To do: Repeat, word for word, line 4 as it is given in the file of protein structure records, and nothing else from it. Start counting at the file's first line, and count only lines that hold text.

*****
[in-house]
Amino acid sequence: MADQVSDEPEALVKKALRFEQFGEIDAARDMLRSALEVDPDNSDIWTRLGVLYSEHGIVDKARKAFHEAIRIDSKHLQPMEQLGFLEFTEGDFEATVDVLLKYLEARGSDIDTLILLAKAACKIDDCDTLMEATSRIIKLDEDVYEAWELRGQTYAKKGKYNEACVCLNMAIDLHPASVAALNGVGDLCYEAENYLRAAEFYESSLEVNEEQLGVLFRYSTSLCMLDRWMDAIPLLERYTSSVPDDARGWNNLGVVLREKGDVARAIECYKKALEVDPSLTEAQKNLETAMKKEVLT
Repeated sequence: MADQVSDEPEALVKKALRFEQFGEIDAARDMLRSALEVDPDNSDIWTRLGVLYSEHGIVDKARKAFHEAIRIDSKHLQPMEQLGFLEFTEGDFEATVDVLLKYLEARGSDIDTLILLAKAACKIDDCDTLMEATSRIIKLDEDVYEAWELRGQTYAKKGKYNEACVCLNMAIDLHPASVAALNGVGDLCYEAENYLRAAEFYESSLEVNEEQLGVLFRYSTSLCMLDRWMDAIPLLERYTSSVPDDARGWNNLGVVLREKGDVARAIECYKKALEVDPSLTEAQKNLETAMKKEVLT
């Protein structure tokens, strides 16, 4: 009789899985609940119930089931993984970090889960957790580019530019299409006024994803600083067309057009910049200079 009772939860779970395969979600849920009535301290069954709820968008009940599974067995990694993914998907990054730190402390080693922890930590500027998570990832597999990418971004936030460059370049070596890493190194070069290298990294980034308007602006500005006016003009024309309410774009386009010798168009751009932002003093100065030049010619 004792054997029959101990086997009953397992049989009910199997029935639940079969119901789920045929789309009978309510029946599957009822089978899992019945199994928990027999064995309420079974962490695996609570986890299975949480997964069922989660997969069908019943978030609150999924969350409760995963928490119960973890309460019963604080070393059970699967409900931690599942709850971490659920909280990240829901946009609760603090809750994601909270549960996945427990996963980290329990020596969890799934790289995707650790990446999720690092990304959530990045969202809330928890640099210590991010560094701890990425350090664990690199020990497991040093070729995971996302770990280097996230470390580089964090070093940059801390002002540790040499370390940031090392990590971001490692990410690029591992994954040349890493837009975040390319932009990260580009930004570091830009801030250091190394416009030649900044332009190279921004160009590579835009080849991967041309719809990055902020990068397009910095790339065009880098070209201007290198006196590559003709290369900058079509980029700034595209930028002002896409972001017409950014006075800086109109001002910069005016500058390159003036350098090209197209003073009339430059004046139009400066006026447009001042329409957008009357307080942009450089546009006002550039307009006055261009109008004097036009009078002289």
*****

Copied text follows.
């Protein structure tokens, strides 16, 4: 009789899985609940119930089931993984970090889960957790580019530019299409006024994803600083067309057009910049200079 009772939860779970395969979600849920009535301290069954709820968008009940599974067995990694993914998907990054730190402390080693922890930590500027998570990832597999990418971004936030460059370049070596890493190194070069290298990294980034308007602006500005006016003009024309309410774009386009010798168009751009932002003093100065030049010619 004792054997029959101990086997009953397992049989009910199997029935639940079969119901789920045929789309009978309510029946599957009822089978899992019945199994928990027999064995309420079974962490695996609570986890299975949480997964069922989660997969069908019943978030609150999924969350409760995963928490119960973890309460019963604080070393059970699967409900931690599942709850971490659920909280990240829901946009609760603090809750994601909270549960996945427990996963980290329990020596969890799934790289995707650790990446999720690092990304959530990045969202809330928890640099210590991010560094701890990425350090664990690199020990497991040093070729995971996302770990280097996230470390580089964090070093940059801390002002540790040499370390940031090392990590971001490692990410690029591992994954040349890493837009975040390319932009990260580009930004570091830009801030250091190394416009030649900044332009190279921004160009590579835009080849991967041309719809990055902020990068397009910095790339065009880098070209201007290198006196590559003709290369900058079509980029700034595209930028002002896409972001017409950014006075800086109109001002910069005016500058390159003036350098090209197209003073009339430059004046139009400066006026447009001042329409957008009357307080942009450089546009006002550039307009006055261009109008004097036009009078002289």